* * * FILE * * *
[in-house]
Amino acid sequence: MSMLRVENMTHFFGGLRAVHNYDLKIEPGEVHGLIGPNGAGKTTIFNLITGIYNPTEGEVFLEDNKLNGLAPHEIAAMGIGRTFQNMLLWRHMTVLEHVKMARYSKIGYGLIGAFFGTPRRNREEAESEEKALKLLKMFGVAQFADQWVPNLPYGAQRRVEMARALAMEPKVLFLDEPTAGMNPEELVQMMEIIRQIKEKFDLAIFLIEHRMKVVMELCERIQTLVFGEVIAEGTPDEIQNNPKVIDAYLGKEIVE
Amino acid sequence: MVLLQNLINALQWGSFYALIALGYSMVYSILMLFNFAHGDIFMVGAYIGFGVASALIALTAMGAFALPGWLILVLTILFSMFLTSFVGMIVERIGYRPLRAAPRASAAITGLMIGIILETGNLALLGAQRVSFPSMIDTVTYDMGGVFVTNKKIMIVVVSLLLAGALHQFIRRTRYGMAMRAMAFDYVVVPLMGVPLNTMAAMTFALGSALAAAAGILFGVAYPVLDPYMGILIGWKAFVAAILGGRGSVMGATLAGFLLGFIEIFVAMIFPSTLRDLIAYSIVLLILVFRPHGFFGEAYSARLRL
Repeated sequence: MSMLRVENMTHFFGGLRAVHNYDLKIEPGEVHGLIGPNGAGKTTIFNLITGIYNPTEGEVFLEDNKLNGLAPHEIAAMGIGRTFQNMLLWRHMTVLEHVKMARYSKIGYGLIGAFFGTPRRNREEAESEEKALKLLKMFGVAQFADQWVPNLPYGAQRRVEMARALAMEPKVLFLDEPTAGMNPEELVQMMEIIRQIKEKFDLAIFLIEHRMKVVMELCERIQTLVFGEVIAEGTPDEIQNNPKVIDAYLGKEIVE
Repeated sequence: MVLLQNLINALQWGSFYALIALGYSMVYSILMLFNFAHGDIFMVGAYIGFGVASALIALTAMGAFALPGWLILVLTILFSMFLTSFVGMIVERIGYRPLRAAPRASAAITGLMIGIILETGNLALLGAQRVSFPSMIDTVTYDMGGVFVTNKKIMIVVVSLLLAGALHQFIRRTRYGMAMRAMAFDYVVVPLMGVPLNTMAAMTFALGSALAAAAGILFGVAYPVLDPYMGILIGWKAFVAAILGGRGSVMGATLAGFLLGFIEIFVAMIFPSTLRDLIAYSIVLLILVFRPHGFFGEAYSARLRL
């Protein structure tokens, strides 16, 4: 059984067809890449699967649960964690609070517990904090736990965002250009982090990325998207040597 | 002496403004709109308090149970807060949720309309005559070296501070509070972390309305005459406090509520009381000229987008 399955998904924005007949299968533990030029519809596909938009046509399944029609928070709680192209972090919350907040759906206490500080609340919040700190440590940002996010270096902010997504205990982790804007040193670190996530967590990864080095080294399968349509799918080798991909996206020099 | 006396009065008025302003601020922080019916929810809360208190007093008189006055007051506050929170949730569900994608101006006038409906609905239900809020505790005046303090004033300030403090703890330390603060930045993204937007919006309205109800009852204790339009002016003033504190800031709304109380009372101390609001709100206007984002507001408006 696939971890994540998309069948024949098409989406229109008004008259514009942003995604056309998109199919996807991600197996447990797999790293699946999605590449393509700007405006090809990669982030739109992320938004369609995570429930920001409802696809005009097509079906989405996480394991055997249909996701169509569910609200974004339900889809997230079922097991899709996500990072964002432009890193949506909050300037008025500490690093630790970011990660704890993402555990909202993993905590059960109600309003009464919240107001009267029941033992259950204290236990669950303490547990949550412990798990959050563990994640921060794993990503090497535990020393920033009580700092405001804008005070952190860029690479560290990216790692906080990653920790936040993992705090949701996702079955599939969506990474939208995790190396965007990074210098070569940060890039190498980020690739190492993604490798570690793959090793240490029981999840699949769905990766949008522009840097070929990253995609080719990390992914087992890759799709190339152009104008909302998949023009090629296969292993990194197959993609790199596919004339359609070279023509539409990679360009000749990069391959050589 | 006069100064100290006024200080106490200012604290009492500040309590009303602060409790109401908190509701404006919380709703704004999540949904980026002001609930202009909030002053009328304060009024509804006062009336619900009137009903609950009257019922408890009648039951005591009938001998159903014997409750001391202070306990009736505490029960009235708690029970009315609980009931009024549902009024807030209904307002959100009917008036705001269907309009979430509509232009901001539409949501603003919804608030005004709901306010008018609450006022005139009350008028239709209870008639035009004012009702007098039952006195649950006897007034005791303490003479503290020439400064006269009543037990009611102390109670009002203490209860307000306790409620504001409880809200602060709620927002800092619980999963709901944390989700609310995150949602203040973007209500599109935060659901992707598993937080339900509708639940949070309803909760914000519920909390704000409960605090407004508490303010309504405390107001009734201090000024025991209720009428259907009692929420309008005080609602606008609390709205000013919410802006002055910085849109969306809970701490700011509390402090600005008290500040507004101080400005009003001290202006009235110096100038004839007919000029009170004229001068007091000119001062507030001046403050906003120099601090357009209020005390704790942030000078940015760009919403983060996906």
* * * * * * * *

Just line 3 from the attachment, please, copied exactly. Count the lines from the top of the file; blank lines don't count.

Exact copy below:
Amino acid sequence: MVLLQNLINALQWGSFYALIALGYSMVYSILMLFNFAHGDIFMVGAYIGFGVASALIALTAMGAFALPGWLILVLTILFSMFLTSFVGMIVERIGYRPLRAAPRASAAITGLMIGIILETGNLALLGAQRVSFPSMIDTVTYDMGGVFVTNKKIMIVVVSLLLAGALHQFIRRTRYGMAMRAMAFDYVVVPLMGVPLNTMAAMTFALGSALAAAAGILFGVAYPVLDPYMGILIGWKAFVAAILGGRGSVMGATLAGFLLGFIEIFVAMIFPSTLRDLIAYSIVLLILVFRPHGFFGEAYSARLRL